The company had a lot of support from its employees, one of whom introduced a company called Best Rock Investments to Ntsele during one of his mine visits. At first sight everything looked great.
“These were Americans. Americans are smart, they were speaking of places I knew, had fancy degrees on their walls, the funding was approved and all that was left was to wait for authorization codes.”
The deal came to nothing and it was back to the drawing board for PG’s management team. Time was against him.
The Chinese were not fazed by the meltdown, they had money to burn. Ntsele came out to say he had secured R626 million ($65.5 million) from the China Africa Development Fund. Nonetheless, skepticism was rife.
Ntsele still cannot understand why it was so hard to believe they were capable of this; they had managed to raise R1.3 billion ($140 million) for Rand Uranium, an independent resource company, before.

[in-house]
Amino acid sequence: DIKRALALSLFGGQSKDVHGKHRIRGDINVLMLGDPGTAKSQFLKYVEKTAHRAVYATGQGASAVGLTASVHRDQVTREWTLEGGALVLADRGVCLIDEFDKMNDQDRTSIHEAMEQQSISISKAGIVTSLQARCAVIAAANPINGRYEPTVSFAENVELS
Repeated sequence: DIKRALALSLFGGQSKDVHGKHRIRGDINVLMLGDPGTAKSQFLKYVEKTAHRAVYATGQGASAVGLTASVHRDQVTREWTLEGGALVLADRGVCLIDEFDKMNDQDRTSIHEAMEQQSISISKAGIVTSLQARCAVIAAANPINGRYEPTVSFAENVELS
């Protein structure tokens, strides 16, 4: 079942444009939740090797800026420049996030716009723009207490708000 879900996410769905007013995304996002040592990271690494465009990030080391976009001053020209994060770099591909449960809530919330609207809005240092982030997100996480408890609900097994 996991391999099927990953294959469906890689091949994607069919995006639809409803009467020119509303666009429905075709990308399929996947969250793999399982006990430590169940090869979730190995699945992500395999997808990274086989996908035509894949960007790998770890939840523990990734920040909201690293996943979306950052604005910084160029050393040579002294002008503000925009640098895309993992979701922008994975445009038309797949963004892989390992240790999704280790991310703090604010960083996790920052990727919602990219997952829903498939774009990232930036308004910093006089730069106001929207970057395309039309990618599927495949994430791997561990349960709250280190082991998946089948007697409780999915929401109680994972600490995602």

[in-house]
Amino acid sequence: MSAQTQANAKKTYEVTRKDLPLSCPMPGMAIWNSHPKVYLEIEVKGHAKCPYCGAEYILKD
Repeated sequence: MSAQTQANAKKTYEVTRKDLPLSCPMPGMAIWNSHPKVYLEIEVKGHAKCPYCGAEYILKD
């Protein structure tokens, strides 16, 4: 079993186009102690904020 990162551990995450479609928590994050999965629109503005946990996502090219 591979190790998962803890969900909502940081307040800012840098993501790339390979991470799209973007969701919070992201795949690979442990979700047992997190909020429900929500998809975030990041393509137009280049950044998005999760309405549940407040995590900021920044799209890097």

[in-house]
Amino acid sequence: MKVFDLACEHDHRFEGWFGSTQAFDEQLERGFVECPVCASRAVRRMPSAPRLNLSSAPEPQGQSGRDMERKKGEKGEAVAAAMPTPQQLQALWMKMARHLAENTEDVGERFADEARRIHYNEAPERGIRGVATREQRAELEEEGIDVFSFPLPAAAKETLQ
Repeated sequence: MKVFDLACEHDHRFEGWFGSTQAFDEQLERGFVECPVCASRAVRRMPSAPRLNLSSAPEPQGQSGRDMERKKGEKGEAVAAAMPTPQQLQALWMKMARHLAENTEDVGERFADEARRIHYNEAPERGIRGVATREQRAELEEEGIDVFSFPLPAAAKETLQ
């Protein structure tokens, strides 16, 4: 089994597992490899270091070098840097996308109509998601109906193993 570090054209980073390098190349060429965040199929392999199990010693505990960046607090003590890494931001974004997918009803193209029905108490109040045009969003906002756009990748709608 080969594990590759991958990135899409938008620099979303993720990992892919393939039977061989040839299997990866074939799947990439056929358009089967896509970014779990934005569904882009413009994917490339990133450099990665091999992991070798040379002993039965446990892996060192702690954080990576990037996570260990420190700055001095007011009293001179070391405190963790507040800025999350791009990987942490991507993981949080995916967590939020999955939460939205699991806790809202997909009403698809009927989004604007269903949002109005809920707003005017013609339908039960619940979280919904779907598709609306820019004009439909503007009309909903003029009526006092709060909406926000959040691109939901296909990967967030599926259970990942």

“I have the letter from the Chinese in my office. They had a balance sheet,” says Ntsele.
According to him, a meeting was set up at the PG offices in Melrose, a Johannesburg northern suburb, by the Chinese to negotiate a compromise with Motala. The Chinese were willing to cough up some interim cash.
While the Chinese and PG’s management waited in the boardroom, Motala was 10 minutes away at the CNBC Africa studios to announce that PG was to be liquidated in its entirety and Aurora Empowerment Systems’ interest in PG’s assests.
It was again an annoying telephone call that informed Ntsele of the company’s fate.
“They [CNBC Africa] gave me a chance to get there and be part of the show. I’ve known this boy [Zondwa Mandela, managing director of Aurora] his whole life. I told them that I don’t think that he has the money or experience to buy,” a trace of betrayal showing on his face.